The world’s best ski jumpers and cross-country skiers are currently gathered in Oberstdorf, Germany, at the FIS Nordic World Ski Championships (February 24 – March 7, 2021). However, one of the leading roles is being played by an experienced meteorologist. Joachim Schug from MeteoGroup Schweiz AG knows a thing or two about the perils awaiting the host and the athletes between mountains and valleys.
Some sports need proper wind to be fun. Sailing, for example, or windsurfing. For ski jumpers, a strong gust may make the difference not only between victory and defeat, but also between life and death. Therefore, organizing a ski jumping event is a highly responsible task. Essential support comes from professional meteorologists, who help organizers make important and often very rapid decisions. When will the wind calm down? Is a storm approaching? Do we have to postpone or even cancel the event?
The weather sensor’s role
At the Nordic World Ski Championships, Joachim Schug assumes that role. However, he is having to follow the event from his home in Appenzell, Switzerland, due to pandemic-related travel restrictions. Remote support increases the need for absolutely reliable weather data from the event itself. In Oberstdorf, this data is provided by a Lufft WS600 weather sensor.
The weather sensor belonging to the local SC Oberstdorf ski club is right next to the jump-off platform. Take-off at over 90km/h is a key moment during the jumping process – which, with distances of around 140m, feels like flying.
Particularly relevant parameters for ski jumping are wind speed and direction. Since they can push or hamper a jump, these two parameters directly affect the rating: updraft allows for higher jumping distances and comes with a point penalty, whereas crosswind and tailwind add points to the rating.
In addition to the Lufft WS600, the organizers use six further anemometers along the ski-jumping hill to keep the whole jumping lane firmly in view.
Meteorological support for major events is a rapidly growing business area for MeteoGroup Schweiz AG. In addition to sporting events, the weather service provider supports festivals like the Wacken Open Air heavy-metal music festival. This discipline is called event weather.
“More and more organizers are running their own weather stations,” says Schug, who often recommends Lufft WS series weather sensors. “Locally limited weather events such as storms have a significant impact on the microclimate at the location itself, where the weather conditions can vary considerably from the surrounding weather stations operated by national weather services.”
Event weather is a growing business area
In mountainous areas, usually the home of winter sports, monitoring the microclimate at the specific location is particularly important. “Organizers often ask very detailed questions that even the newest algorithms do not know the answer to,” continues Schug, who has been asked lots of questions requiring near-prophetic answers during his long career. These have included the following: “When will the fog go away? Will there be more than 0.5cm of snow within the next 10 minutes? Is the wind getting stronger or was this only a wind gust caused by the shock wave of a close avalanche?”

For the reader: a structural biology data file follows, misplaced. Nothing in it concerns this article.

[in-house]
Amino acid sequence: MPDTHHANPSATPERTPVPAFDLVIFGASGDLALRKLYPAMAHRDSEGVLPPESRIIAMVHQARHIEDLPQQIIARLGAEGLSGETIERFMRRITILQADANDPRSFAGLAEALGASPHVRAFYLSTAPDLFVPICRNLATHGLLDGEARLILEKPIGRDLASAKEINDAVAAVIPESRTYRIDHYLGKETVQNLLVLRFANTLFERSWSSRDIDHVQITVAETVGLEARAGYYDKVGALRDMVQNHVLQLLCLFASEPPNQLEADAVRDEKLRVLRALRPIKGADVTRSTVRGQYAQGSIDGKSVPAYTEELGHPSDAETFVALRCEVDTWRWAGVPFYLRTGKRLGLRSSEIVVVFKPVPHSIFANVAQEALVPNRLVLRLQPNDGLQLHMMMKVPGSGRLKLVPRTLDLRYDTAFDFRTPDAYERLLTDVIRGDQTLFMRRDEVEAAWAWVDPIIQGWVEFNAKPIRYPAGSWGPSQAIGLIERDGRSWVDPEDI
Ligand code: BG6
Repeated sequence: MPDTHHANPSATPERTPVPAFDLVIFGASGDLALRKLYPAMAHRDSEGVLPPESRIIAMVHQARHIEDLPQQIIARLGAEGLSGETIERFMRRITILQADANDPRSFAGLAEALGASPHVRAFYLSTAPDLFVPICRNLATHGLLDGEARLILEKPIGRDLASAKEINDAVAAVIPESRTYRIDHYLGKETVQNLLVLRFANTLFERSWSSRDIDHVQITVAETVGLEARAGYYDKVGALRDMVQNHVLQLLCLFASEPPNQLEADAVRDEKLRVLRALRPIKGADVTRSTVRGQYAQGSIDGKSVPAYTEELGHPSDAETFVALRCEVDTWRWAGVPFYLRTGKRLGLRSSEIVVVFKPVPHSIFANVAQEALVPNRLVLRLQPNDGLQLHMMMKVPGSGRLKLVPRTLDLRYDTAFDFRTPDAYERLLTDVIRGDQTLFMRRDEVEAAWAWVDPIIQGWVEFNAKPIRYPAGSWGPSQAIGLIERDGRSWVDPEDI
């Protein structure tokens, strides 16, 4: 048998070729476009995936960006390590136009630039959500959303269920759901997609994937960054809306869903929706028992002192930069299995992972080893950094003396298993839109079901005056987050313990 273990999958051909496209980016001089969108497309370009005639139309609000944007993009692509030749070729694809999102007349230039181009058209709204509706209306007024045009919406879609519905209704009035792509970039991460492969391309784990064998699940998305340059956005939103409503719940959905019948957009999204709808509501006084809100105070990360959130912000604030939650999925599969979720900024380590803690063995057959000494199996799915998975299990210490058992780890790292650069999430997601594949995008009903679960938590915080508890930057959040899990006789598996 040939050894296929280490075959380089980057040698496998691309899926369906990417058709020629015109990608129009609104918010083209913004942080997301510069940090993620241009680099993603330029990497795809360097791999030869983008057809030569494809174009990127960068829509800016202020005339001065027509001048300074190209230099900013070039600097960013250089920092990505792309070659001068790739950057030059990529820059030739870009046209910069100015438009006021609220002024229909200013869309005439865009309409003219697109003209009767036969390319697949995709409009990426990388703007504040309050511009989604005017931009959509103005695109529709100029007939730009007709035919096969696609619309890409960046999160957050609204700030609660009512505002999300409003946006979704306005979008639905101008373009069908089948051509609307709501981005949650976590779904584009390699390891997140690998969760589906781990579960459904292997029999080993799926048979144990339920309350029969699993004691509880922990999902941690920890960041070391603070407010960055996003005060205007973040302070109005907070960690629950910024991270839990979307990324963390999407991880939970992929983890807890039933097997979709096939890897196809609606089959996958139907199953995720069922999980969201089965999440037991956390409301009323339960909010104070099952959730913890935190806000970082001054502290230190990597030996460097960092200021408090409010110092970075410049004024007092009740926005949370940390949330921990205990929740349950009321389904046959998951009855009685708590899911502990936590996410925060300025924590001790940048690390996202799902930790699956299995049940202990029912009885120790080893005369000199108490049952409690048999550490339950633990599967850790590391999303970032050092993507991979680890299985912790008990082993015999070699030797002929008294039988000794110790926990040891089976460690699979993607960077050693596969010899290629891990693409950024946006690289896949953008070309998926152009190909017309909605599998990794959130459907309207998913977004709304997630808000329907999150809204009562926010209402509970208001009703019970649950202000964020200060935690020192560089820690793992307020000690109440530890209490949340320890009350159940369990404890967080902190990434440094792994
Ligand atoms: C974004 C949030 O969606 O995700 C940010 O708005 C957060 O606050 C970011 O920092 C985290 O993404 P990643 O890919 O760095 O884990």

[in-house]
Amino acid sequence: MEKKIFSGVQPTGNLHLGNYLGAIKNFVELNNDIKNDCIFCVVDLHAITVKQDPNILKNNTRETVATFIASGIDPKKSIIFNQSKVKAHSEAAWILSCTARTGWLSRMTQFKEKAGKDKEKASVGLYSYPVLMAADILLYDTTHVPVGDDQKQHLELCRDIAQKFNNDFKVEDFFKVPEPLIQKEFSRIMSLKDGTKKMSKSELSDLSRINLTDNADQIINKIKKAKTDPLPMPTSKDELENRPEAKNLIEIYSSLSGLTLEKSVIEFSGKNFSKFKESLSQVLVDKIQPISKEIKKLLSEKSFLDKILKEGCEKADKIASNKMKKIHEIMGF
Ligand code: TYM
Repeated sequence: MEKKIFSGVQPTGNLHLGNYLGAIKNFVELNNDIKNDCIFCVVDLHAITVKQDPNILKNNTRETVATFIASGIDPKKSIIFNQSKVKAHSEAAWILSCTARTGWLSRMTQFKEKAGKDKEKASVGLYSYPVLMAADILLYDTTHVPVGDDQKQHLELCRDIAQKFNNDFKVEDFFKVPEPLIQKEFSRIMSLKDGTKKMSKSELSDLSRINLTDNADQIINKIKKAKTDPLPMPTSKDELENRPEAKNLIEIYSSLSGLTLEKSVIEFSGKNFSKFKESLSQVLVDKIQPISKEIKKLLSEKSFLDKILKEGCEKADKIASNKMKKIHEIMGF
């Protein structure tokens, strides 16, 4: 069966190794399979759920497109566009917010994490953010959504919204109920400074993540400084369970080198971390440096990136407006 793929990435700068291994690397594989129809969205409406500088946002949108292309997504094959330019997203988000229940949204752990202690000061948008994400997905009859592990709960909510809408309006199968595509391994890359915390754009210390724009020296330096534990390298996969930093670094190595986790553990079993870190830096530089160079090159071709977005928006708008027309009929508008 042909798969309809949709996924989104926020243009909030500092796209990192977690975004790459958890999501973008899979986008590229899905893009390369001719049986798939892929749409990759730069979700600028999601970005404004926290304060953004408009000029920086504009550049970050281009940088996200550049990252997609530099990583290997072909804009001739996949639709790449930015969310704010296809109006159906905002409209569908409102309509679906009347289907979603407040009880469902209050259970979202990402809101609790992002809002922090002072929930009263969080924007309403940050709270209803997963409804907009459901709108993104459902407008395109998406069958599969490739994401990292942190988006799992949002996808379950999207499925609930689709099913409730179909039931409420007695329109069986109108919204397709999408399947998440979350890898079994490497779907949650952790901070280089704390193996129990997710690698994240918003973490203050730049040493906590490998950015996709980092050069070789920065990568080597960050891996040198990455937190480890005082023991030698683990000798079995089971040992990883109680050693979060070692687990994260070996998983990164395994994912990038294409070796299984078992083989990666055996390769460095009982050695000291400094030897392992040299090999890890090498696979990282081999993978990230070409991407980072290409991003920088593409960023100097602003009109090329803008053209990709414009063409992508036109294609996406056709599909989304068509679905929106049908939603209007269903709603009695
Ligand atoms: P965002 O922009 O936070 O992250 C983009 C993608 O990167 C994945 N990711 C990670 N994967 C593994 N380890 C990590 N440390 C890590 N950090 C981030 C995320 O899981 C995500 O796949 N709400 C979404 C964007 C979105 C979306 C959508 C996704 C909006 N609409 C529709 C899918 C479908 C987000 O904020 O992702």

In alpine skiing races, such as the Slalom World Cup in Adelboden, Switzerland, other meteorological parameters are important, too. To measure the snow height at the starting hut where the athletes begin their descent, the organizers installed a Lufft SHM31snow height monitoring sensor.
“Thanks to this device, the organizers know early if they have to mobilize additional staff to prepare the track,” Schug explains. Visibility is another relevant parameter. On foggy days, organizers paint blue lines on the snow to improve orientation. In cases of very dense fog, the race has to be canceled.
“If the fog is sticking to a mountain (a common phenomenon), satellite images or simulation models cannot provide reliable conclusions,” Schug adds. “In such cases you have to observe how the wind behaves along the valley. If it is continuously pouring into the valley, the fog cannot escape. Then, I cannot raise the organizers’ hopes to start the race.”
From a meteorological point of view, cross-country skiing is less complex. Usually, MeteoGroup Schweiz AG provides two or three weather forecasts per day, including air temperature, air pressure, relative humidity, wind and precipitation. Snow temperature is crucial for cross-country skiing because it affects the gliding properties of the skis.
“The teams tend to measure the snow temperature on their own and wax the skis according to their requirements and preferences,” Schug says.
Spring weather bothers athletes and organizers
Now, an early wave of spring has found its way into Allgäu, a region of Oberstdorf in the southwest of Bavaria. Ten hours of sunshine and temperatures of over 15ºC challenge athletes and organizers alike, as Schug explains: “The spring-like temperatures and the strong solar irradiance cause problems. The organizers and athletes are looking forward to the weekend which, according to our forecasts, should bring clouds and a bit of precipitation – but first and foremost lower temperatures.”
In a quick reaction, the organizers have rescheduled some competitions from lunchtime to the early morning. Short-term measures like this show the growing importance of experienced meteorologists and reliable sensors for major events. Therefore, Schug sees high potential when weather services like MeteoGroup Schweiz AG join forces with manufacturers of monitoring systems, like OTT HydroMet with its Lufft brand.
This article was first published here: https://blog.otthydromet.com/en/weather-assistance-at-major-sporting-events/